Changes begins with you.

You’re the only person responsible for your actions. 

You never know unless you try. 

The first step is the hardest.

People never change.

Change is possible, if you really want it. 

One small step in the right direction is better than no step at all.

I have an inkling they’re all true. Just like when my mom used to say to me, “These are the best years of your life but you just don’t know it yet,” when I was a carefree young adult. I dismissed it; my immediate needs outweighed thinking about adulthood. But now I see, it was the truth.  It’s all probably true. The things older people tell us on rotation.

And I…..I  don’t know shit. None of us really do.

We just need to know what lights us up, and keep at it.

We need to do the best we can. 

 

Dear 31,

Dear 31,

Your predecessor haunted me. It followed me for months:

3-0

three oh

30

thirty.

It screamed at me from writing homework – reflections and recollections and every single unanswered everything in my real life or fake life or would-be life or could-be life or should-be life or might-be life; it deafened me to new sounds.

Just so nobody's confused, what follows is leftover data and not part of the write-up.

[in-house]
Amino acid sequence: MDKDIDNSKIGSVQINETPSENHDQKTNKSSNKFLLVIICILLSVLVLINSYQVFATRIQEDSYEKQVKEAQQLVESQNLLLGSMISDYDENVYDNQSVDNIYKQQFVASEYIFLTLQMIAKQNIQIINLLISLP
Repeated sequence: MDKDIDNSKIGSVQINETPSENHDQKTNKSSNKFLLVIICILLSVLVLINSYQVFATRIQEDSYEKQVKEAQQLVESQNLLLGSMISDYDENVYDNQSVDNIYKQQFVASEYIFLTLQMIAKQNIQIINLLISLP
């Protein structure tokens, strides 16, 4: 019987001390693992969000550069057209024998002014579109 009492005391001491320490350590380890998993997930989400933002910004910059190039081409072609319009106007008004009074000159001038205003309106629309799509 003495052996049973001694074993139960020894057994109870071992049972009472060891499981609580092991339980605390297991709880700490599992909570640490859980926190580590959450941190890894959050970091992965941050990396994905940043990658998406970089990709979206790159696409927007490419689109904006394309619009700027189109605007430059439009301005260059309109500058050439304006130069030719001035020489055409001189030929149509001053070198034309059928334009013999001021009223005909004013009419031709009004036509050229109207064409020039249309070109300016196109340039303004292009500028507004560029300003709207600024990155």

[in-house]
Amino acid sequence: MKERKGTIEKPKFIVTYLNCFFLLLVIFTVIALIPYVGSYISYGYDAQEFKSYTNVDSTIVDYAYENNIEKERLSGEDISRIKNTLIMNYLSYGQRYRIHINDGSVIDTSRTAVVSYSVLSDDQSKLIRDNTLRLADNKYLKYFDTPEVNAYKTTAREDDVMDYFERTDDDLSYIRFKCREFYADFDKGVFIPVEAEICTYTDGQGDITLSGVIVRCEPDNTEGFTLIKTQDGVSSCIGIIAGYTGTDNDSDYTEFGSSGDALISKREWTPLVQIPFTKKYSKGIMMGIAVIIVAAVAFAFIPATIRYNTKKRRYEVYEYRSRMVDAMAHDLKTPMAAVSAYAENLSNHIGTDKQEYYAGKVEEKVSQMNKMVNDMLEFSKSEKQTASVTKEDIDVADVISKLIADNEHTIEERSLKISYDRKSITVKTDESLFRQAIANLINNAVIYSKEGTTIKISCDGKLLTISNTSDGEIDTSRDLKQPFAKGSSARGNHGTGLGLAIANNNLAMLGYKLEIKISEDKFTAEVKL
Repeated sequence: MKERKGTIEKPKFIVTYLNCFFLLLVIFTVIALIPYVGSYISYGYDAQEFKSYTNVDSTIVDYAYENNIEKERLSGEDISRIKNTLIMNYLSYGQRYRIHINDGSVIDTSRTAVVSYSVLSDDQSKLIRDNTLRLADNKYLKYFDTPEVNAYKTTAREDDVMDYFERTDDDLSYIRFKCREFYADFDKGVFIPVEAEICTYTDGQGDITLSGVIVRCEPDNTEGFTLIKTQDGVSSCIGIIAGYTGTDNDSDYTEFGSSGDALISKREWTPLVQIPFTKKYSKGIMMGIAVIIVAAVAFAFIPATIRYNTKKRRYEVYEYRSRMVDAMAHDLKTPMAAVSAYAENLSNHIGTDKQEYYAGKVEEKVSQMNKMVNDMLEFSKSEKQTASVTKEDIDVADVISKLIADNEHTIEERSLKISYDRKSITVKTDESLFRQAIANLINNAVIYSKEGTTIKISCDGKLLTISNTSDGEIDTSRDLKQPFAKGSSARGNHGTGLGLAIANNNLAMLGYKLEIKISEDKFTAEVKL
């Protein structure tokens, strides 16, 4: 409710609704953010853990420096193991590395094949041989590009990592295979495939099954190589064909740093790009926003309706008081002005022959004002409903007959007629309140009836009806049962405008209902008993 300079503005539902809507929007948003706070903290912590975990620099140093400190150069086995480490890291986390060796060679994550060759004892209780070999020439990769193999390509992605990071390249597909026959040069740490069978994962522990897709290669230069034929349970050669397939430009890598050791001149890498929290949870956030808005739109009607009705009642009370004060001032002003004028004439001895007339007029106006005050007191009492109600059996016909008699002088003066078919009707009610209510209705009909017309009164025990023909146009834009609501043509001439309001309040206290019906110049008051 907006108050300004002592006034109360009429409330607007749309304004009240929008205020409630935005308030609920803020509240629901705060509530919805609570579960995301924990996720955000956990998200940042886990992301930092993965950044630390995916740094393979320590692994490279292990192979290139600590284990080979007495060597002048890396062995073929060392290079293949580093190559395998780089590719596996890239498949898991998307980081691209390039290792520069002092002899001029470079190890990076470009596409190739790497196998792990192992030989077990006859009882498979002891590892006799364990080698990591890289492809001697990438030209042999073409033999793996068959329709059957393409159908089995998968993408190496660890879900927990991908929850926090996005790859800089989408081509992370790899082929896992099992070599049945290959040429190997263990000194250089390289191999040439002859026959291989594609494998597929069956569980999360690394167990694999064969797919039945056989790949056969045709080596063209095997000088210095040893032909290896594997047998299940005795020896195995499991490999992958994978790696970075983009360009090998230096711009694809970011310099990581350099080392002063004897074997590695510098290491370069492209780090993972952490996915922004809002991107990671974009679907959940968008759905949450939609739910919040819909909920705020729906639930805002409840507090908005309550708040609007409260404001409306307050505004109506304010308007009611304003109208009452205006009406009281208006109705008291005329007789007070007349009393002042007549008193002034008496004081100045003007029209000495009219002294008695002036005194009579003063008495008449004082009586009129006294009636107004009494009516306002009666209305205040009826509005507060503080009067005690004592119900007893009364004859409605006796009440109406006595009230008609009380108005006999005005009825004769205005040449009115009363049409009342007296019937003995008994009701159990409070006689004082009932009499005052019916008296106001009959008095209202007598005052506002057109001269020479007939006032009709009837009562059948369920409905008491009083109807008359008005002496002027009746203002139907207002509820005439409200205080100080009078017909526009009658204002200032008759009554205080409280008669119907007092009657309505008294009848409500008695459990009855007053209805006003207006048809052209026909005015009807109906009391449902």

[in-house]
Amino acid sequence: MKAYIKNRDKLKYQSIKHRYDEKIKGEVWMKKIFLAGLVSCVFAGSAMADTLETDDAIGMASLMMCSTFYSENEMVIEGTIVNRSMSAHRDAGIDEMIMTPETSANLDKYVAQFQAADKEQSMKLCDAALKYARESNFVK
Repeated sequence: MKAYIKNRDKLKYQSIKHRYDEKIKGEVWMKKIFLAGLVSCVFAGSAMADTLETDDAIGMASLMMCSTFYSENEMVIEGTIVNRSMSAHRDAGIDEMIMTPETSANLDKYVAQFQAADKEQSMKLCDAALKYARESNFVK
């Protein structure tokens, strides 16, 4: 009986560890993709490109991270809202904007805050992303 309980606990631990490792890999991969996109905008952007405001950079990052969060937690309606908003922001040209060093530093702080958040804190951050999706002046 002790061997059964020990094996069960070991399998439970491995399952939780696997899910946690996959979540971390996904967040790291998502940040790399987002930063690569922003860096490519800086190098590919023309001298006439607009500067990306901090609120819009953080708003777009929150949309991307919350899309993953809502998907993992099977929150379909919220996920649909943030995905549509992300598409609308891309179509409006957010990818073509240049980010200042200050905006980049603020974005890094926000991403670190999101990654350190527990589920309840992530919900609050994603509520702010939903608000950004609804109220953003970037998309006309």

I walked through Scotland’s haze with a ringing in my ears and a coffin in my back pocket.

30.

The drama pronounced itself in both circumstance and surroundings: I lived out my  grown-up dream of a creative writing degree in the city just a decade before I’d lived out my growing-up dream.

I pushed my toddler in a pram down the same roads I’d drunkenly stumbled through in the past. I came home in the evening to diapers and literary theory and a husband who’d just a decade before been sweeping me off my feet but now collected the dust of our stagnant relationship.